10. airmikee says:

    I remember back when we used to complain that video games were too short. Battlefields 3 and 4 were widely panned for being too short, the internet is full of complaints that the campaigns were less than 10 hours long while the game cost $60. Now we’re whining that we’re getting 200 hours of entertainment for $60?

    Some people will bitch about anything, and the most First World the problem is, the louder and more obnoxious the complaints become.

    • Lachlan1 says:

      The issue is quality. Bf campaigns are awful, 200 hours of filler is no fun either

    • Harlander says:

      If you don’t like people complaining about “first world problems”, the comment section of a website about PC games is probably not somewhere you’re going to be comfortable.

  11. MarkB says:

    Glad to see Richard getting a regular column here, his stuff is always great.

    As far as RPG length goes I tend to drift away from games somewhere around the 20 hr mark. I think this is more due to pacing issues than anything though. That said longer games seem to have bigger problems with pacing as they are often stuffed with Ubisoft style content.

    Generally when I fall out of playing an RPG it’s because I’ve reached a low point where none of the quests I am working on are really particularly compelling. Eventually I decide I would rather just play some DOTA and then I’m done with the game for at least a few months.

    Tighter games with less filler like Dragonfall or something like Sunless Sea* where the quality of the writing is all very good are much easier to stay with because you don’t feel like you are wasting time that could be better spent on more immediate games.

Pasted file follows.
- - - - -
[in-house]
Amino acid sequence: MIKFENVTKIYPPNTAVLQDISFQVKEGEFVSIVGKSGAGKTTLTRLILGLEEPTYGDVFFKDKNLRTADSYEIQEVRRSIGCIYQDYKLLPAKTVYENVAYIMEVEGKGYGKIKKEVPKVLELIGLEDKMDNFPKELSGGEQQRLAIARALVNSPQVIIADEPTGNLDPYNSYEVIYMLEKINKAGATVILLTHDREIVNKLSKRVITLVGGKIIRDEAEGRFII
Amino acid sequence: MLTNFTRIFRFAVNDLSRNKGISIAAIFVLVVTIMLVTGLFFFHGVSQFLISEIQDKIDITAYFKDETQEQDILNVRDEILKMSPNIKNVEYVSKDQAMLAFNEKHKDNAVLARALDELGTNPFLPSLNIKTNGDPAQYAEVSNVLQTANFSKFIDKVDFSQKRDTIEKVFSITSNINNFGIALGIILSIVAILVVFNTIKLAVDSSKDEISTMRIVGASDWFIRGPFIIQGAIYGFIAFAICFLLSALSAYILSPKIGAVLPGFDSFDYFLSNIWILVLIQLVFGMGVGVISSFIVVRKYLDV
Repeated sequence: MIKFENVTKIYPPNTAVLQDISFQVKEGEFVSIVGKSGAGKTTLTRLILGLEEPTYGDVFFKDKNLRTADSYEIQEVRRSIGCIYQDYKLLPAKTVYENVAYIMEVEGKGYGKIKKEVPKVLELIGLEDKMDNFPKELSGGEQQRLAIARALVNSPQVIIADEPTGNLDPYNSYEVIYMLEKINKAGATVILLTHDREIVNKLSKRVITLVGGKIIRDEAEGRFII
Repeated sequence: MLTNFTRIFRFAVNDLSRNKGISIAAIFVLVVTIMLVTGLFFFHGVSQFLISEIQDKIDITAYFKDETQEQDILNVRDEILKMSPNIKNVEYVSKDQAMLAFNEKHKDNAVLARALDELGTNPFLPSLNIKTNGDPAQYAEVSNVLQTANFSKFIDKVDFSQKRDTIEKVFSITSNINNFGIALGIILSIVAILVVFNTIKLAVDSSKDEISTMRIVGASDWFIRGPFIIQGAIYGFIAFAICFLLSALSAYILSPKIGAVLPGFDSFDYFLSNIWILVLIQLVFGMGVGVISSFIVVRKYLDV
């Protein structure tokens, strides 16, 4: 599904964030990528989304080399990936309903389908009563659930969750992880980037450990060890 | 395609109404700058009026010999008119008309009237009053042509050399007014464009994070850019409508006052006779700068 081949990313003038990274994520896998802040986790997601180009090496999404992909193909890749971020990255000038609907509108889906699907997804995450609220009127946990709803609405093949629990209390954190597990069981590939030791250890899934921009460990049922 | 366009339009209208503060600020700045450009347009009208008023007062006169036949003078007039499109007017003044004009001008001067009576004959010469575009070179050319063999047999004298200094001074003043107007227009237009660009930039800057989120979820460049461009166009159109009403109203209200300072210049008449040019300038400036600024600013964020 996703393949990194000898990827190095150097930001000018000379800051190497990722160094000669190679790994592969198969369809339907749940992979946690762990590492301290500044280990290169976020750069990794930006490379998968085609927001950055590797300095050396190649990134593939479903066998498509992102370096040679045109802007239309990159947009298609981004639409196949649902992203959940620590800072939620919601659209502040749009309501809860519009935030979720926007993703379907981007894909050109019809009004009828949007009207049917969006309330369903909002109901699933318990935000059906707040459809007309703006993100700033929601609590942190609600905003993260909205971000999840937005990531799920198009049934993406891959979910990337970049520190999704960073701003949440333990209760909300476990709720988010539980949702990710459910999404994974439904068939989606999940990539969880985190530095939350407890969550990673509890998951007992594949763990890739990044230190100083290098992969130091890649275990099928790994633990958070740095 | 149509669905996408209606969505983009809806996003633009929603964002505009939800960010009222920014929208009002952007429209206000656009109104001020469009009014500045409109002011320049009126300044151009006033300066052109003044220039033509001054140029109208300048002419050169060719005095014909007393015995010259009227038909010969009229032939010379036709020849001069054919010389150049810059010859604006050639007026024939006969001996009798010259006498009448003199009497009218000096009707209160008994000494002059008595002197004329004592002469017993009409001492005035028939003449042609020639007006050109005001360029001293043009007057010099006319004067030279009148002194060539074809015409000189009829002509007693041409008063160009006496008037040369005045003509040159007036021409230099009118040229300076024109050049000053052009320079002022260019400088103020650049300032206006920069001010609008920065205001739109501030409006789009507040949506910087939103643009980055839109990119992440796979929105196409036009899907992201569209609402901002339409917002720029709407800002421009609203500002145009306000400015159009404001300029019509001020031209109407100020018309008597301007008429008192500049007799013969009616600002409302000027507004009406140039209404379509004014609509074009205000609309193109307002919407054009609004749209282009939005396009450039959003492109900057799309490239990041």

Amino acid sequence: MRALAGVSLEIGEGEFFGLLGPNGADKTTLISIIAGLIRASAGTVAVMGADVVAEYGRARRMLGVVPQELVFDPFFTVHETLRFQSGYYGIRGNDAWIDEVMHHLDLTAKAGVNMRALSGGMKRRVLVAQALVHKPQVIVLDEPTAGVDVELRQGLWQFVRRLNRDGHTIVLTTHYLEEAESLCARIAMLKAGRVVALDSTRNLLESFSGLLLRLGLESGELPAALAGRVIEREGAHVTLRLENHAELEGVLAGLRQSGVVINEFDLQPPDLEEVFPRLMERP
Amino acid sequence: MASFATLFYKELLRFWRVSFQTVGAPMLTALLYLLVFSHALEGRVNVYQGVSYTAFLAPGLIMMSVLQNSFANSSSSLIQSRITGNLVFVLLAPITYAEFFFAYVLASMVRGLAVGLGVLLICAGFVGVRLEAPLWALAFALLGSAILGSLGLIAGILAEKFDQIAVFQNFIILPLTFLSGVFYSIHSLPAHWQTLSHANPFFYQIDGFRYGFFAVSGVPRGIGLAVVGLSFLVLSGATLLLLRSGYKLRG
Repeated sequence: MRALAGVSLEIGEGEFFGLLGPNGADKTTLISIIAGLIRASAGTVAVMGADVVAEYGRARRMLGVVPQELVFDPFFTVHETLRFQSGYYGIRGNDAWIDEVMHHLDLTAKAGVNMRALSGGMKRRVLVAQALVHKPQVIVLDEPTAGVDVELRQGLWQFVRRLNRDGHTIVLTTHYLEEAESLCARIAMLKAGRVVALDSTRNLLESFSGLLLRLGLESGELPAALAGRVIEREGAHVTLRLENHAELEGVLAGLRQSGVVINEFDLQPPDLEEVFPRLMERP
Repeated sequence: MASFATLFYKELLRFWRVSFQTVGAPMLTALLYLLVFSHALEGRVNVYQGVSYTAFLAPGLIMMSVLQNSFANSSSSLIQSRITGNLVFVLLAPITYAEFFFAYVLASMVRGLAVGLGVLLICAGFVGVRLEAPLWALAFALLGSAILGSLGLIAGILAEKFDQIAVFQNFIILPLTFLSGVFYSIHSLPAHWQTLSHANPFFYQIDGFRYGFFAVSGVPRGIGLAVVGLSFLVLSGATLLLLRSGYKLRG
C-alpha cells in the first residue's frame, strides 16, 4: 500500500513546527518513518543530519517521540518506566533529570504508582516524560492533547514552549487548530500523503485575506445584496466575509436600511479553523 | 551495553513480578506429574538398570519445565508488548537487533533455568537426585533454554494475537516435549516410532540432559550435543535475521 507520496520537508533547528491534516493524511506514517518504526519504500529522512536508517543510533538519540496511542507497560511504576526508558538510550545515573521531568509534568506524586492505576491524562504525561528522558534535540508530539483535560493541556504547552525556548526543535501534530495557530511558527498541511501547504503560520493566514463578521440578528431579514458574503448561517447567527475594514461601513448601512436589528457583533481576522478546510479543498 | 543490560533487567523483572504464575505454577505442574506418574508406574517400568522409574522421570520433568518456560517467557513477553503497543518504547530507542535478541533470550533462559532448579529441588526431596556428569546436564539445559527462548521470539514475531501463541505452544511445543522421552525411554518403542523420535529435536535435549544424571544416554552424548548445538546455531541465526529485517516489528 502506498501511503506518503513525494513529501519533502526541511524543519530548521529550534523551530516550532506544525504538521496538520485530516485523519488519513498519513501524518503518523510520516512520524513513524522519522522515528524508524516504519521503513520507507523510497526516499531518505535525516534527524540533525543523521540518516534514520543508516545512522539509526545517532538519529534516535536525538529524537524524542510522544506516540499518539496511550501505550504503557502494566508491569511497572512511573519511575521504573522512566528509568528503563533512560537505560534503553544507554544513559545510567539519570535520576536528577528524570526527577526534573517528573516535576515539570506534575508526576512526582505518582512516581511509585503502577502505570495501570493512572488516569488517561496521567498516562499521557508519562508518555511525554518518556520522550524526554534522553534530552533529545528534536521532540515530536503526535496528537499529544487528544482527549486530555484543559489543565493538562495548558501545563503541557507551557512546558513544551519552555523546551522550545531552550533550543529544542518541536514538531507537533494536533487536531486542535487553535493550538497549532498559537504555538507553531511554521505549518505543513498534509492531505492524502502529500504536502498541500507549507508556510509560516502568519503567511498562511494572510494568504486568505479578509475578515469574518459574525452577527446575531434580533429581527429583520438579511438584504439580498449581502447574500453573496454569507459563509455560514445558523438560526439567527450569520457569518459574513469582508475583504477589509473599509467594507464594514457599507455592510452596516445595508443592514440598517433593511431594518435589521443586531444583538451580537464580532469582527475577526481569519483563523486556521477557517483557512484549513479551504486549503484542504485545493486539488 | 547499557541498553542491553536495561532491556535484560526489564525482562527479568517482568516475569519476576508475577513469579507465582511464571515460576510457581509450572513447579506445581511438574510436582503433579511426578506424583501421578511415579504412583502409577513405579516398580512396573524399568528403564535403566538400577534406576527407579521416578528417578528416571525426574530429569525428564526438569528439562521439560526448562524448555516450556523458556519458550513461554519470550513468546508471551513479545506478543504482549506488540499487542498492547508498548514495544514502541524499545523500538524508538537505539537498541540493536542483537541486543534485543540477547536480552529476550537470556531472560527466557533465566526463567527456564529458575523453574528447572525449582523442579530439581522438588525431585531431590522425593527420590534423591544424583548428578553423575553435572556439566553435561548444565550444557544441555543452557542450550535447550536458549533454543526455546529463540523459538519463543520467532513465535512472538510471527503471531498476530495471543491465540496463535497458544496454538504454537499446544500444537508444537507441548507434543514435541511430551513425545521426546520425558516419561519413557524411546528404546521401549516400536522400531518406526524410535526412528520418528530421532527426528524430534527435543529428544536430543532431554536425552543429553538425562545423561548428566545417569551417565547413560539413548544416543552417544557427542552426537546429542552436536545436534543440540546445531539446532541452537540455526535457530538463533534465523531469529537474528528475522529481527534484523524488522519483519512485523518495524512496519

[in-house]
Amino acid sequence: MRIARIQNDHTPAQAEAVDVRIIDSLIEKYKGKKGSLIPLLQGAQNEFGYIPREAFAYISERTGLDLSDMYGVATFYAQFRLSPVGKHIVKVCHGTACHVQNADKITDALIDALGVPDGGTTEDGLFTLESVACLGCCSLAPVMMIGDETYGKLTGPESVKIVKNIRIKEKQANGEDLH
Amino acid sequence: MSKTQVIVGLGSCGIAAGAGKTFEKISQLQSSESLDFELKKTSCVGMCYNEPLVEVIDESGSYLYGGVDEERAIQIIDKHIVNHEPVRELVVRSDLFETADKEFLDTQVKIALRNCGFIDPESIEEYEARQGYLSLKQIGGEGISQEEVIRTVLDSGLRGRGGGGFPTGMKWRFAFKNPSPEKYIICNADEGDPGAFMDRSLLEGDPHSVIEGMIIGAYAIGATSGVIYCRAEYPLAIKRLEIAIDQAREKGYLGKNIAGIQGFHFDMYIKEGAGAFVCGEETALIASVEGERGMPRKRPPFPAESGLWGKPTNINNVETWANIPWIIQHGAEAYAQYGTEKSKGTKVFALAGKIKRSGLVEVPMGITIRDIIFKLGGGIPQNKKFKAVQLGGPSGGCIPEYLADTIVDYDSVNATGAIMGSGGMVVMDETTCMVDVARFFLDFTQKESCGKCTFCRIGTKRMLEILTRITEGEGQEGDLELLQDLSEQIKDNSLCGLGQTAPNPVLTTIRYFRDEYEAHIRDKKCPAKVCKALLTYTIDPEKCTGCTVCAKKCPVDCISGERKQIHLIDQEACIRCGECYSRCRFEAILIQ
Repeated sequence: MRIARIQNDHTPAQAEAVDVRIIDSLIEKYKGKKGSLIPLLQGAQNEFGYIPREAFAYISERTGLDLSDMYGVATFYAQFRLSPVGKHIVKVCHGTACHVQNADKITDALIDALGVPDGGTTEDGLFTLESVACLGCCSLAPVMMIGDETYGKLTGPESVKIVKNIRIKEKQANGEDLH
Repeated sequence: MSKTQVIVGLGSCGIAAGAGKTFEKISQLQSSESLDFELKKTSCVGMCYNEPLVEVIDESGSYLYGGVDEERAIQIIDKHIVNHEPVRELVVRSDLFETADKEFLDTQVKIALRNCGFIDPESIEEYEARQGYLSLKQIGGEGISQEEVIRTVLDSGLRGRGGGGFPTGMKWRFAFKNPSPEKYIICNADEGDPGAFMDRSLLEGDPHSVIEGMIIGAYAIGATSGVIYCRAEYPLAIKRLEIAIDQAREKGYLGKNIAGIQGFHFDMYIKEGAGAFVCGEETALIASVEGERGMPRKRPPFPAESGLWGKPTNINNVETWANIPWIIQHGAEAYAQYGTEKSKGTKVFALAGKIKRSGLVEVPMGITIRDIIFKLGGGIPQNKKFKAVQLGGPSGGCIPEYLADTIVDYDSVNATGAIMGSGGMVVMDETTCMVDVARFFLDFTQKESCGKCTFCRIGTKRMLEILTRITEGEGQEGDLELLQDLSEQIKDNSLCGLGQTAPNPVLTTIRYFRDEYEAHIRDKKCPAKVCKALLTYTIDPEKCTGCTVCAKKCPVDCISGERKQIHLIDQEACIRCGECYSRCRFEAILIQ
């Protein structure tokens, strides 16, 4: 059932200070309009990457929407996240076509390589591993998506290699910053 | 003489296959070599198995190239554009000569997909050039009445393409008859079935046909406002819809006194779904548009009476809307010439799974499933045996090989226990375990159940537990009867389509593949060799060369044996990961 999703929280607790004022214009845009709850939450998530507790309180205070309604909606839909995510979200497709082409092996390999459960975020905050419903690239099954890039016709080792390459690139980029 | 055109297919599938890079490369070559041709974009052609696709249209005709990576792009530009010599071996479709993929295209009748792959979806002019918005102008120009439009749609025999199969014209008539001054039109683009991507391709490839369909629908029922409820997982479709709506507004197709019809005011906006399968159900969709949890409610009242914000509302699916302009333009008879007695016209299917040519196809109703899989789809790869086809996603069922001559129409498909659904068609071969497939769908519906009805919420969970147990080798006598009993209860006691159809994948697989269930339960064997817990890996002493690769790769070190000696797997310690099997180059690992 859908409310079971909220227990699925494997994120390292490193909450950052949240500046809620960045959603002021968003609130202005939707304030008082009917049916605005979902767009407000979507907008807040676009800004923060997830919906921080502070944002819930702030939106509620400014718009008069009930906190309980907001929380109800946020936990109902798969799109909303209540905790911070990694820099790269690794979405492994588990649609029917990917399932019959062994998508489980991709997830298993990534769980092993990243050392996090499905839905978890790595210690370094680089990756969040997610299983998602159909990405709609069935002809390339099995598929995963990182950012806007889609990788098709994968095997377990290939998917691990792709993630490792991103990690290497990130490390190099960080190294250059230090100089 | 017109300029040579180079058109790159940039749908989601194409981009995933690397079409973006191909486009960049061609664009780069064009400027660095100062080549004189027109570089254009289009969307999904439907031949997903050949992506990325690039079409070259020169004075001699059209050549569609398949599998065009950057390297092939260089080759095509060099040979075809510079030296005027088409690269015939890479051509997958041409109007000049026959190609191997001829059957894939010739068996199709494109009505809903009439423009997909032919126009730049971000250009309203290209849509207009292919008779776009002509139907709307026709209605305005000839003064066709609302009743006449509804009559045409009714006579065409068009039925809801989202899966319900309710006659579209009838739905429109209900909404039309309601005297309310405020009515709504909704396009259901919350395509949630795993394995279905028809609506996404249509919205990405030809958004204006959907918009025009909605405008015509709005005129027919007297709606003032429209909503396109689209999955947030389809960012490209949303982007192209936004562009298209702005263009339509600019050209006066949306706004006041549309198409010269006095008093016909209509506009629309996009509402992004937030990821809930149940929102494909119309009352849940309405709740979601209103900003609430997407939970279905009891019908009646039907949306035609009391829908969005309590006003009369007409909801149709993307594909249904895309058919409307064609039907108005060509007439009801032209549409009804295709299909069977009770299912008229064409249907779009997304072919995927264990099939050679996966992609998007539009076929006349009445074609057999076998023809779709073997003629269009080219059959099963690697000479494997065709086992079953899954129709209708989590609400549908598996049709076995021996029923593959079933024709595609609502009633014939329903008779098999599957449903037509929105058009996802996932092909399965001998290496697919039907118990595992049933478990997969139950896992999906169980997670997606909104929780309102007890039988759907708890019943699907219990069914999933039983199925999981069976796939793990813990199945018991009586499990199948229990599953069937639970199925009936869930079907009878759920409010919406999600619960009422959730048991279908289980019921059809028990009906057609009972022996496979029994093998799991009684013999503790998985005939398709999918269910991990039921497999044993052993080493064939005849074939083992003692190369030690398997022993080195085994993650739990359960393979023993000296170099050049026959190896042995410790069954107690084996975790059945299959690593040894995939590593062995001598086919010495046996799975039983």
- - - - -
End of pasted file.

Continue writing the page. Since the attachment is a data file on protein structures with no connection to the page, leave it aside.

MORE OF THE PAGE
*I’ve heard the island Richard wrote is quite good, but my current captain is a bit too ethical to progress that storyline

    • Richard Cobbett says:

      Try the Empire of Hands. You don’t need to be unethical there, only careful with your soul :-)

      • MarkB says:

        I didn’t realize you did the Empire of Hands as well! I thought you just wrote Saviour’s Rocks.

        I’ve been to the Empire of Hands a few times now, I’ve still got a lot to do there but I’ve really enjoyed what I’ve seen. The society there is weird and interesting and unsettling, even when compared to the rest of Sunless Sea (which full of weird/interesting/unsettling things). I’m looking forward to seeing how that story develops, but I’ve got a lot of cargo to ship there before that happens.

  12. BooleanBob says:

    I agree that for anyone with a time-strapped lifestyle a game of even 20 hours can be daunting. Hell, I have plenty of free time and I don’t want to think of a game taking more than a dozen hours going in – although if it grabs me, I’ll happily sink four or five times that without even noticing (Teleglitch and Risk of Rain come to mind at >50 each. And don’t ask me for my Dota total.)